Daily Media Links 11/20: How to Waste a Billion Dollars, Goodbye, Speech Police, and more…

November 20, 2015   •  By Brian Walsh   •  
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Campaign Spending Effectiveness

Politico: How to Waste a Billion Dollars

Michael Beckel

Case in point: Jeb Bush. After he appeared to be the anointed choice of the GOP establishment, Bush helped amass a war chest of more than $100 million for his supportive super PAC, called Right to Rise USA, which unlike an official campaign committee, can collect checks of unlimited size from individuals as well as corporations. For its part, Bush’s campaign has raised about $25 million.

Little has gone right for him since…

But Bush’s standing in the polls hasn’t budged. If anything, it has slightly dropped in both Iowa and New Hampshire, the states holding the first two presidential nomination contests in February.

“The thing with Bush is the product itself isn’t selling, and it’s been hard for his forces to turn that around,” said Kyle Kondik, managing editor at Sabato’s Crystal Ball, a nonpartisan project of the University of Virginia’s Center for Politics.

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ABC News: Why 2016 Candidates Better Off Spending on the Homeless Than TV Ads

Matthew Dowd

Earned media (parlance for getting free media on news platforms) is the most powerful mode of communicating with voters. And to that end the four debates thus far have had more impact on this race than the millions spent on advertising. These debates caused Walker, Perry, and Jindal to drop out. They have caused Carly Fiorina to rise and fall. They have caused Bush to drift down from the upper teens to single digits of support. They have helped coalesce Trump’s support at about a quarter of voters. And they have helped Marco Rubio and Ted Cruz rise.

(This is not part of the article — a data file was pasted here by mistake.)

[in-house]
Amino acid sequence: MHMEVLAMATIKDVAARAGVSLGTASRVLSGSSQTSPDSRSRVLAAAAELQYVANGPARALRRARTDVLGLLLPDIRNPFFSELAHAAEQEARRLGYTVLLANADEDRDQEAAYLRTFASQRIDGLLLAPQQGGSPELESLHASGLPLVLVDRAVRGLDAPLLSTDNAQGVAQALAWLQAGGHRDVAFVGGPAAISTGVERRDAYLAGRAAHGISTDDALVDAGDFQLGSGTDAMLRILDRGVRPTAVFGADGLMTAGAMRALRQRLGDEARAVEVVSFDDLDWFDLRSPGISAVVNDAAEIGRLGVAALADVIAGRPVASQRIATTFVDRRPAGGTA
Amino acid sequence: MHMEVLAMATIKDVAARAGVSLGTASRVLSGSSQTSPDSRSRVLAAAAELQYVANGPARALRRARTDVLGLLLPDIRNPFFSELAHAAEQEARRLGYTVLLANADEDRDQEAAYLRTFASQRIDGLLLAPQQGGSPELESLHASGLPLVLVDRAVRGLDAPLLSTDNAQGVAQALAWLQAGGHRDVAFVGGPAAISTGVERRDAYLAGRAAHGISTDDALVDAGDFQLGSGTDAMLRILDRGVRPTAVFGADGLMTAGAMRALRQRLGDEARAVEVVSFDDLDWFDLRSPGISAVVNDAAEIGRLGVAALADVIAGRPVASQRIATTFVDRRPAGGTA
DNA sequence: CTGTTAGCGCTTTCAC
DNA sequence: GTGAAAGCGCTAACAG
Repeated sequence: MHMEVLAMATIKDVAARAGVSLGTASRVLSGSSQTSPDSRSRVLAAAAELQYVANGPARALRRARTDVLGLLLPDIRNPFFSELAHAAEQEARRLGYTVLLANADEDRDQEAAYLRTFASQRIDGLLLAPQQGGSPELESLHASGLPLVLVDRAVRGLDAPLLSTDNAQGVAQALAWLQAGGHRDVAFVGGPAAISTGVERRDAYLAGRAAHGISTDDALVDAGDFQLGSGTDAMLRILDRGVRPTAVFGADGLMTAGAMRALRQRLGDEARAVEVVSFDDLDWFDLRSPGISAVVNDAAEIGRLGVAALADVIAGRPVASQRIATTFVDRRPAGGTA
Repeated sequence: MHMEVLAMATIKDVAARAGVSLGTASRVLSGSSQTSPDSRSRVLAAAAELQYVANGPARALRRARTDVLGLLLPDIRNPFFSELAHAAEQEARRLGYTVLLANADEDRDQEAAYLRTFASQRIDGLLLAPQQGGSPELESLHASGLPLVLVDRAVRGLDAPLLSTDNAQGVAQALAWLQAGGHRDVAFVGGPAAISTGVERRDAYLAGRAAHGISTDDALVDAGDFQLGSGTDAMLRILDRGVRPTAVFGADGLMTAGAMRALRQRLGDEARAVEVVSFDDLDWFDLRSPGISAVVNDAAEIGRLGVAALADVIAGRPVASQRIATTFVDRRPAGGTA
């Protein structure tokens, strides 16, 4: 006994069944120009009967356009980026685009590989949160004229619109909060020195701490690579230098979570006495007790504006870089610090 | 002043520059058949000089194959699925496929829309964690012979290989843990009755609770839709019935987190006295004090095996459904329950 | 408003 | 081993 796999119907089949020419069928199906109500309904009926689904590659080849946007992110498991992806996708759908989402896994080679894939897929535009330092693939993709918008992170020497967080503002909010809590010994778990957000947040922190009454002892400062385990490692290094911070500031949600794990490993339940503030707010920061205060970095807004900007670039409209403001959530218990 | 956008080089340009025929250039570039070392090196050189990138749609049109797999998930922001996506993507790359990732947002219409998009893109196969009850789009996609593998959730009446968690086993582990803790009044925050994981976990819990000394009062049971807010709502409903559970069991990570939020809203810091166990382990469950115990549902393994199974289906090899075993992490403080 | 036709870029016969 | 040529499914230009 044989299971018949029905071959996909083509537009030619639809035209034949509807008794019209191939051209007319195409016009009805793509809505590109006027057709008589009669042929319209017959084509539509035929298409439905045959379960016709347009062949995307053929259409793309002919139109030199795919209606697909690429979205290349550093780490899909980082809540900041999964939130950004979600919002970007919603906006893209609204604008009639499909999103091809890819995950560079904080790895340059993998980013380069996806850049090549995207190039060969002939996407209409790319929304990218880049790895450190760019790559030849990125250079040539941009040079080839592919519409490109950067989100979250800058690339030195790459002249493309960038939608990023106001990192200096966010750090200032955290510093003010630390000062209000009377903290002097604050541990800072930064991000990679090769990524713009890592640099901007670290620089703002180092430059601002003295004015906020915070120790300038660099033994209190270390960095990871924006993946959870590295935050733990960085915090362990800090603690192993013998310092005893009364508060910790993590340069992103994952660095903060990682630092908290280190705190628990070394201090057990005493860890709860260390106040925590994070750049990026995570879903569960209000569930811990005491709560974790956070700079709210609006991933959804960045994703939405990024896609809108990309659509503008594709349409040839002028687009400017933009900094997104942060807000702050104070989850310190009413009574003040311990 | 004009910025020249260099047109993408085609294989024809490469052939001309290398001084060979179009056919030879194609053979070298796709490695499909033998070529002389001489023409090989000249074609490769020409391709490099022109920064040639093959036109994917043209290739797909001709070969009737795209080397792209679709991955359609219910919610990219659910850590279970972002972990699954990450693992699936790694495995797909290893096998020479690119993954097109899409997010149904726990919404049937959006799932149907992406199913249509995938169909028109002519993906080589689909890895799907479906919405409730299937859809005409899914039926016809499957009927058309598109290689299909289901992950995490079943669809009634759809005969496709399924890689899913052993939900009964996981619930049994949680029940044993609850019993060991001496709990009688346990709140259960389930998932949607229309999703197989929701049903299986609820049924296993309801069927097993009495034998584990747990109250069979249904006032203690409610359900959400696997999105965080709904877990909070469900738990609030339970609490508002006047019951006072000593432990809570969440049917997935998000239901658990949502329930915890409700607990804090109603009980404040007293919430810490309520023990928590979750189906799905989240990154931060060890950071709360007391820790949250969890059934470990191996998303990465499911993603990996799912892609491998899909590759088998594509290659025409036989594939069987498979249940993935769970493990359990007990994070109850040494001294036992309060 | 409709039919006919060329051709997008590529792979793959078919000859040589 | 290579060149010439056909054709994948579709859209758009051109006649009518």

Candidates would be better off spending less time on raising money and more time on preparing a vision and a compelling message to deliver to the public. They would be much better positioned if they spent time and resources on preparing for debates and not on fundraisers.

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NPR: Jeb Bush Proves Money Isn’t Everything In Politics

Peter Overby

Two months later, the media-buying firm SMG Delta says Right To Rise has spent $19.5 million in those three states, and the Jeb 2016 campaign has spent another $438,500. The analysis was reported by NBC News. SMG Delta said it was more than double the spending of any other presidential campaign or superPAC.

But Bush didn’t get the intended result. On Labor Day, the Real Clear Politics average of national polls had him running third, at 9.3 percent. The latest RCP poll average has him at 5.3 percent this month. That’s fifth place, behind Donald Trump, Dr. Ben Carson, and Sens. Marco Rubio and Ted Cruz.

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Wisconsin ‘John Doe’

Wall Street Journal: Goodbye, Speech Police

Editorial Board

Wisconsin’s Government Accountability Board presided over one of the most extensive assaults on free speech in the state’s history, and soon it will be gone. That’s the good news in the Badger State, where lawmakers voted Monday to dismantle the agency that promoted an illegal investigation of conservative nonprofits.

The GAB regulates elections, and during the John Doe investigation that blanketed the state’s conservatives with subpoenas in October 2013 it teamed up with Milwaukee Democratic prosecutors to push a bogus theory of campaign-finance coordination. The Wisconsin Supreme Court shut the probe down this summer.

Two new reform bills rewrite the state’s campaign-finance laws and replace the GAB with an Elections Commission to administer elections and an Ethics Commission to oversee ethics, campaign finance and lobbying. Governor Scott Walker is expected to sign the bills.